Five key questions for consumers who are dating and sexually active with partners are:

1.      Have you been tested lately?
2.      If not, do you know where in your area to go? Qpid.me can tell you the locations all over the U.S. to get tested.
3.      NO news is NOT good news? – do you know that some states report they will get your medical records to you in “any reasonable time frame.”  Qpid.me will get your results quicker.
4.      How do you share this info with your partner?  How does Qpid.me work?
5.      What if you are positive – how does Qpid.me work with you?
Would you like to speak to the CEO/Creator of Qpid.me – Ramin Bastani.

[REDACTED]

The biggest problem with these pitches is that they have nothing to do with business technology -- which is what ZDNet is all about -- so the senders don't understand their audience.

Some better attempts at this theme that I've received include the special-edition garnet red Samsung Galaxy Tab and the top online dating scams from ThreatMetrix.

But in actuality, most of them are just trying too hard. Please stop.

Topics: Tech Industry, Enterprise 2.0

Kick off your day with ZDNet's daily email newsletter. It's the freshest tech news and opinion, served hot. Get it.

Talkback

9 comments
Log in or register to join the discussion
  • Way too much information

    This is one of those times that make people (like me) who are old enough to remember the pre-Internet days, and everything had to be printed and mailed. The cost of doing that and the time it took meant we had to make sure our mailings were sent to the right people.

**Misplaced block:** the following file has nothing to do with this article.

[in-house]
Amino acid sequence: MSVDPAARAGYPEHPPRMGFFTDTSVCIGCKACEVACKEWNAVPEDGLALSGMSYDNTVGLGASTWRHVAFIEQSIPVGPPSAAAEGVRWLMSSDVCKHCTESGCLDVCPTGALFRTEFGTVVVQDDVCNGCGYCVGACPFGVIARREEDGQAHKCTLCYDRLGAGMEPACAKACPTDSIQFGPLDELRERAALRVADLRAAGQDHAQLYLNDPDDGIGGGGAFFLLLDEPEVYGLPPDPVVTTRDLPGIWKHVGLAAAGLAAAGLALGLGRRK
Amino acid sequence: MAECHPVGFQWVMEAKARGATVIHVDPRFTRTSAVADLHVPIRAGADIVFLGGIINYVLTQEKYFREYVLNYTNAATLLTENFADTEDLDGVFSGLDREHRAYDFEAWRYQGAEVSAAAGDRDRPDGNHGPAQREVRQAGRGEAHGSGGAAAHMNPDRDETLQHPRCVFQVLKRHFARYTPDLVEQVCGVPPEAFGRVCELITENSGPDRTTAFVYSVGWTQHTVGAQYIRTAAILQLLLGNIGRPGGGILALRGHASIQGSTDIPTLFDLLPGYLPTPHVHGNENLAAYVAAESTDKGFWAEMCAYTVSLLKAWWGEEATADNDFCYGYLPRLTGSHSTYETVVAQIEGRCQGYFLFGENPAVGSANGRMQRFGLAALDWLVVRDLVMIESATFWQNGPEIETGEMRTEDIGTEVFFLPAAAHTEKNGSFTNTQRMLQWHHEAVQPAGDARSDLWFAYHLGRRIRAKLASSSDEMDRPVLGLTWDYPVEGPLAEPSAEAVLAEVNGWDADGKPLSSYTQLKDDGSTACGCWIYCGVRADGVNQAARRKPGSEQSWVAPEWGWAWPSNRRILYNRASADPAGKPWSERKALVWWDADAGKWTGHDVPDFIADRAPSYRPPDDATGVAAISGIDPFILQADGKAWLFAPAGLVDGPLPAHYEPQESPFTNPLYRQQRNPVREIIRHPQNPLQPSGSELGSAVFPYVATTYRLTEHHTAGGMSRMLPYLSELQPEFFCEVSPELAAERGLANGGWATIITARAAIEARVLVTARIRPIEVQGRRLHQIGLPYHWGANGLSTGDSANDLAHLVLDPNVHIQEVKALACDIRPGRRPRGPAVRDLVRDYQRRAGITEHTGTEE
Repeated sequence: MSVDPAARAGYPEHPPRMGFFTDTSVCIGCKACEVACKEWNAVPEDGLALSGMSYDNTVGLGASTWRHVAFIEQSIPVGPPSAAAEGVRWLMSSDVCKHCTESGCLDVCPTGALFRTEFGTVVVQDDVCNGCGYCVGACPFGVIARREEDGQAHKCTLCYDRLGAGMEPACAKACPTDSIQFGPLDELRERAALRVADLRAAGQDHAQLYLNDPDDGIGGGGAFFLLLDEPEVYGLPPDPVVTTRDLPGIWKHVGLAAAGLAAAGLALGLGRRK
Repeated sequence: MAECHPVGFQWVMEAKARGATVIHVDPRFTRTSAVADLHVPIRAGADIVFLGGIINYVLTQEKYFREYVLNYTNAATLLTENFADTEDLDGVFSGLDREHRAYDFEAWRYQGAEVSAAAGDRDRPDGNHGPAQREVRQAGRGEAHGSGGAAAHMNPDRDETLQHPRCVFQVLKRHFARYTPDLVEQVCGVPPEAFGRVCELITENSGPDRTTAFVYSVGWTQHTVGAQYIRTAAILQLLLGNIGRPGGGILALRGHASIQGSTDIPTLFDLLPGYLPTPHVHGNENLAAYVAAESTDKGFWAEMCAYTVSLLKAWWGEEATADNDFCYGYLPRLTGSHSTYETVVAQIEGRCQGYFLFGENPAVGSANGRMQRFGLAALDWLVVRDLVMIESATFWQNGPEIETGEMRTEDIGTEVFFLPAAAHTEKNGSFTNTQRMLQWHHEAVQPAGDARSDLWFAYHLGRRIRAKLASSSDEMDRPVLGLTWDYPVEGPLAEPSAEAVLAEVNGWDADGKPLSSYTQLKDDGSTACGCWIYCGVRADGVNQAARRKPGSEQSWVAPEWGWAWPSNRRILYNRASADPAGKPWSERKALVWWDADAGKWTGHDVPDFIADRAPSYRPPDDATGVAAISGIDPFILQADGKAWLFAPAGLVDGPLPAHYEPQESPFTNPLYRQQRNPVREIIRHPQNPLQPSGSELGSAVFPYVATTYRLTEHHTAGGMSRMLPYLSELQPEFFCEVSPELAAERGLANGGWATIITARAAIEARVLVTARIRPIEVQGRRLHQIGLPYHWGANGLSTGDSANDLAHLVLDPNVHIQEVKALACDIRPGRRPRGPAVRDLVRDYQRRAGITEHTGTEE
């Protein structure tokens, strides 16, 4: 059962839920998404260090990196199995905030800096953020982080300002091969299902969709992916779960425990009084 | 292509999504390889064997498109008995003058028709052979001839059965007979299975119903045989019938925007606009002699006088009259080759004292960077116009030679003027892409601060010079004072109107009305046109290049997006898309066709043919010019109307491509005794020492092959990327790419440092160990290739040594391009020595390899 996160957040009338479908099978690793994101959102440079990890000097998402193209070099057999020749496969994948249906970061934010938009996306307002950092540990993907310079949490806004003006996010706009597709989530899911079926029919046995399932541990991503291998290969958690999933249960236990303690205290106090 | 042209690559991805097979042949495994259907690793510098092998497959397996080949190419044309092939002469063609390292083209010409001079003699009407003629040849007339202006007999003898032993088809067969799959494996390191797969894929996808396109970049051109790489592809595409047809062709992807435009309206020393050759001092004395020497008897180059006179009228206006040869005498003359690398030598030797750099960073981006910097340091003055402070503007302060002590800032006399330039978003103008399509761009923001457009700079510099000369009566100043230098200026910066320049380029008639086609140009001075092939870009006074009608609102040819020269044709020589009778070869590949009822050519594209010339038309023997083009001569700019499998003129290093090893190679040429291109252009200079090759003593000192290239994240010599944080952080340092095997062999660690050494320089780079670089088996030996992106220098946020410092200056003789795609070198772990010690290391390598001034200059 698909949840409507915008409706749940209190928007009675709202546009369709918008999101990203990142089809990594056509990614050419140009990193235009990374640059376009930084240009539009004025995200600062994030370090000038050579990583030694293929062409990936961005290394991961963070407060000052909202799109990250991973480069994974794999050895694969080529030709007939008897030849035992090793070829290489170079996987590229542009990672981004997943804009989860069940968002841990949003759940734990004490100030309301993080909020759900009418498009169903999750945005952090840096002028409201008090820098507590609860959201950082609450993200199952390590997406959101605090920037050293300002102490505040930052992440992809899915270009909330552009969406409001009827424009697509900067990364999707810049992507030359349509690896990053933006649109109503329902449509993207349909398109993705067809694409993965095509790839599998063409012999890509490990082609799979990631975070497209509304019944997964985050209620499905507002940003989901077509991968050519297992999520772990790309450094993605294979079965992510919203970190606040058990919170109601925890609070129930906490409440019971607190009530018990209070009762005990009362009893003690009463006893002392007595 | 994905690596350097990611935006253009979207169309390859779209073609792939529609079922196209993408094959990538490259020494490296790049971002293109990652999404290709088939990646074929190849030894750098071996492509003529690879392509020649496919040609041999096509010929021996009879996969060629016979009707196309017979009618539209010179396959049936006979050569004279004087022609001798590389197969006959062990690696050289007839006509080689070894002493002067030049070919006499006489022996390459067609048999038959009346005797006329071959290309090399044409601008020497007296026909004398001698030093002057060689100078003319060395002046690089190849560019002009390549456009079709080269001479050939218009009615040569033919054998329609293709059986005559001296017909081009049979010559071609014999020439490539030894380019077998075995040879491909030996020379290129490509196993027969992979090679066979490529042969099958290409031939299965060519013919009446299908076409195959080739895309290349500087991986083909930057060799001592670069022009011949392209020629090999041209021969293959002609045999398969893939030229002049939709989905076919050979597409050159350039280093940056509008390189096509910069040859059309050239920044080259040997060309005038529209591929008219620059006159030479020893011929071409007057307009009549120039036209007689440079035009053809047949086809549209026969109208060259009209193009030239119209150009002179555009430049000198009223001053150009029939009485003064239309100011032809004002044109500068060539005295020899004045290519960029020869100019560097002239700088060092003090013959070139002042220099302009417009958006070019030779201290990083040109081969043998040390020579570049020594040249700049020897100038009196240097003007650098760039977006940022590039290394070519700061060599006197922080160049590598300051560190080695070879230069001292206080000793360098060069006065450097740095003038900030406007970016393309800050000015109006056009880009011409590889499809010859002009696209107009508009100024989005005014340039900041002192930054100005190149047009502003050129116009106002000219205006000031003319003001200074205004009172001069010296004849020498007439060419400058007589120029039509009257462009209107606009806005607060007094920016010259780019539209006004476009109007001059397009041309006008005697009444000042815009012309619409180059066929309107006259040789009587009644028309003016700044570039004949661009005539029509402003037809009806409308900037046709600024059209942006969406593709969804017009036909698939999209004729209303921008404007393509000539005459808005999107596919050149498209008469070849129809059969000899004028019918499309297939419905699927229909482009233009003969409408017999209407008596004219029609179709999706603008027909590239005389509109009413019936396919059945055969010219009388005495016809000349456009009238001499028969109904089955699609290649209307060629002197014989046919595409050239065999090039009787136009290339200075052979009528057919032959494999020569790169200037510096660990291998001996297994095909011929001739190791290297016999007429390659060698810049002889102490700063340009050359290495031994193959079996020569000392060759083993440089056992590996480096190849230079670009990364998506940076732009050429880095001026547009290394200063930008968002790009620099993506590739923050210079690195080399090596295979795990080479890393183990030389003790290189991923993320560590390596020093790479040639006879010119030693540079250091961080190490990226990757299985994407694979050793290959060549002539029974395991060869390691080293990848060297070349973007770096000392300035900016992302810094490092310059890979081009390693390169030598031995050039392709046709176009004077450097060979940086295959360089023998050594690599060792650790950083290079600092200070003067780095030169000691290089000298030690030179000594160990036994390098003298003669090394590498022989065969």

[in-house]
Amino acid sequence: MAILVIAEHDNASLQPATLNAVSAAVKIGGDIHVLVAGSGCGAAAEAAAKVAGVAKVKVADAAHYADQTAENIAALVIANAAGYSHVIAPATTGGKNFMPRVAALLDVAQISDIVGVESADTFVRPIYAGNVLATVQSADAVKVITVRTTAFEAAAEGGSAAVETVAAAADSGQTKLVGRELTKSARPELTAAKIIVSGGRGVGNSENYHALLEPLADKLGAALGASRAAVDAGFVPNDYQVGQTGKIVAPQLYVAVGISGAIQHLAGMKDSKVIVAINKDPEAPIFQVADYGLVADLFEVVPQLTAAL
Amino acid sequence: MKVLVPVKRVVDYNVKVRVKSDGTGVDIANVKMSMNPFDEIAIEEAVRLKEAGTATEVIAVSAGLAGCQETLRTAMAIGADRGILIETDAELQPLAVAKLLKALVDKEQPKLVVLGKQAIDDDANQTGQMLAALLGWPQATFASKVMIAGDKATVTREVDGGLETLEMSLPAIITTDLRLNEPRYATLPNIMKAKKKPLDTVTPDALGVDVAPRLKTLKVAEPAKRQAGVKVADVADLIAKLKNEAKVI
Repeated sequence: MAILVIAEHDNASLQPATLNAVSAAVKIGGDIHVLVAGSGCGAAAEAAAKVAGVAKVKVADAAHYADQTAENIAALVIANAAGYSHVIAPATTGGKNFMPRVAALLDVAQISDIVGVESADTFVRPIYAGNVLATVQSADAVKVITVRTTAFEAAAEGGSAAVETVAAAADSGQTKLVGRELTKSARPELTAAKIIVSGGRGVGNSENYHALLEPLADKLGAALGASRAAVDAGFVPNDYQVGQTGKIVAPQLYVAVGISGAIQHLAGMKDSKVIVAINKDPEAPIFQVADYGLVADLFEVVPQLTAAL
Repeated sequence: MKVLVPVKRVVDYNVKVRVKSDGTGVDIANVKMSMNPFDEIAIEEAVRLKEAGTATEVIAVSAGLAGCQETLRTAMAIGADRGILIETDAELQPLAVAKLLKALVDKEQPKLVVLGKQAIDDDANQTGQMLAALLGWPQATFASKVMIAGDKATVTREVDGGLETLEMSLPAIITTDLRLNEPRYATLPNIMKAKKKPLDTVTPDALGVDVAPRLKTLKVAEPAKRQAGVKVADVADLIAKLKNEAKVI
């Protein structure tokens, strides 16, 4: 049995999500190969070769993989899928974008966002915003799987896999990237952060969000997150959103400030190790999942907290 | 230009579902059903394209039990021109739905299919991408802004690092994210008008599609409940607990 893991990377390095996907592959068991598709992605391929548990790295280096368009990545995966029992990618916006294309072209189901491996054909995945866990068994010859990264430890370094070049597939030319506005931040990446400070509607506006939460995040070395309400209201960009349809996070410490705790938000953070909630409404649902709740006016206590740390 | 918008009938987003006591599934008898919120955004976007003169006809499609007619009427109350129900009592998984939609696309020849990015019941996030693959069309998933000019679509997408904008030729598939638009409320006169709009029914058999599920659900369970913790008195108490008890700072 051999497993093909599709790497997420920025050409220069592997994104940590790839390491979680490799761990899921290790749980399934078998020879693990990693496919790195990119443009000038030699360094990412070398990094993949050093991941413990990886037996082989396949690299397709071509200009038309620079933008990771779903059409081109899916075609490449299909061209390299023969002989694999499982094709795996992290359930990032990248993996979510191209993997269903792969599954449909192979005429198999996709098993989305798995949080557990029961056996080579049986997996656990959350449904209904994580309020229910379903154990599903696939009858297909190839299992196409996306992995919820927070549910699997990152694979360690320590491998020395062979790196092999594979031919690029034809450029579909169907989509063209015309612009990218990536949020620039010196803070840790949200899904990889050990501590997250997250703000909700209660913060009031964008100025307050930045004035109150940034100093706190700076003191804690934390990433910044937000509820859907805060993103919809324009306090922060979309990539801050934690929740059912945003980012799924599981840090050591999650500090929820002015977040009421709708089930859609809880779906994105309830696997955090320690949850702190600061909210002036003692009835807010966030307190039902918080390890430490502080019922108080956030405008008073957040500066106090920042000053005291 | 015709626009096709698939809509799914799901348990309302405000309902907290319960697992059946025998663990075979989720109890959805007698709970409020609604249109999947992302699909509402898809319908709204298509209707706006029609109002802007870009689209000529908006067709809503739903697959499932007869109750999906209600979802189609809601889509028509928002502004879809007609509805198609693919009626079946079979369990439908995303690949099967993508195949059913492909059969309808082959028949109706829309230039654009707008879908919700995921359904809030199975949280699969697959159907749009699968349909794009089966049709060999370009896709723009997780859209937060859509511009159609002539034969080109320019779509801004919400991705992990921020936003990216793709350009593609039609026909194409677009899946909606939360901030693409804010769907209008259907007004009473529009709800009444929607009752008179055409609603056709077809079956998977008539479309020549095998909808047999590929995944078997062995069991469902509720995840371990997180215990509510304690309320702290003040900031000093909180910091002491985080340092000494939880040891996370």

Now, unfortunately, it doesn't take much more time or effort to send a story pitch to . . . . everyone!
    Catena Creations
  • Speaking to Ramin Bastani?

    I'd need to see his test results first.

    The Okta blog entry has some cleverness to it, so you need to give them credit. The Plantronics entry at least gets half credit because you have to admit it's a unique event, last I checked marriage and romance still had a connection, and it likely does speak well of the work environment there... unless these marriages are necessary to merge incomes to create living wages.
    ejhonda
    • Ramin Bastani here!

      Hi ejhonda! You can see my STD results here - https://qpid.me/u/ramin :).


      Ramin
      QpidMe
  • The last paragraph is key (Why throw a wedding?...)

    I'm not exactly sure why holding a mass wedding helps with employ morale and retention, but, if it does, it's good. Having happy employees does lead to having better quality products.
    Flydog57
  • Ok, the Plantronics thing is a bit strange, but . . .

    It's not like they've been doing this for 12 years just to be able to send you an email about it. They do it and they're trying to get some capitalization out of it. It has nothing to do with business maybe, but at least its not a one-off event.

    Your third example is just spam. I'm not thinking much actual targeting is going on there.
    gwartnet
  • I thought marriage was a personal issue, not "good business"

    But it all does show how corporations get more and more control over peoples' lives.

    There's your real "big brother", or - rather - "big uncle".
    HypnoToad72
  • Two out of three

    I can see the first two having some vague connection to technology, but that third one is completely off the wall. Thank you for sharing with us, Rachel!
    charleyj98
  • I didn't know that Plantronics was owned by the Moonies...

    Ever been to a Mexican wedding? Man, that's one heck of a party. With 28 couples tying the knot, that's easily 1,000 people showing up.

    I wonder what Plantronics shareholders think of the expense?

    Also makes me doubt that "Made in the USA" sticker I see on Plantronics devices.
    Marc Jellinek
  • Got You to Look

    Got you to look, and write it up - so who won this battle for free publicity in the end?
    dksmidtx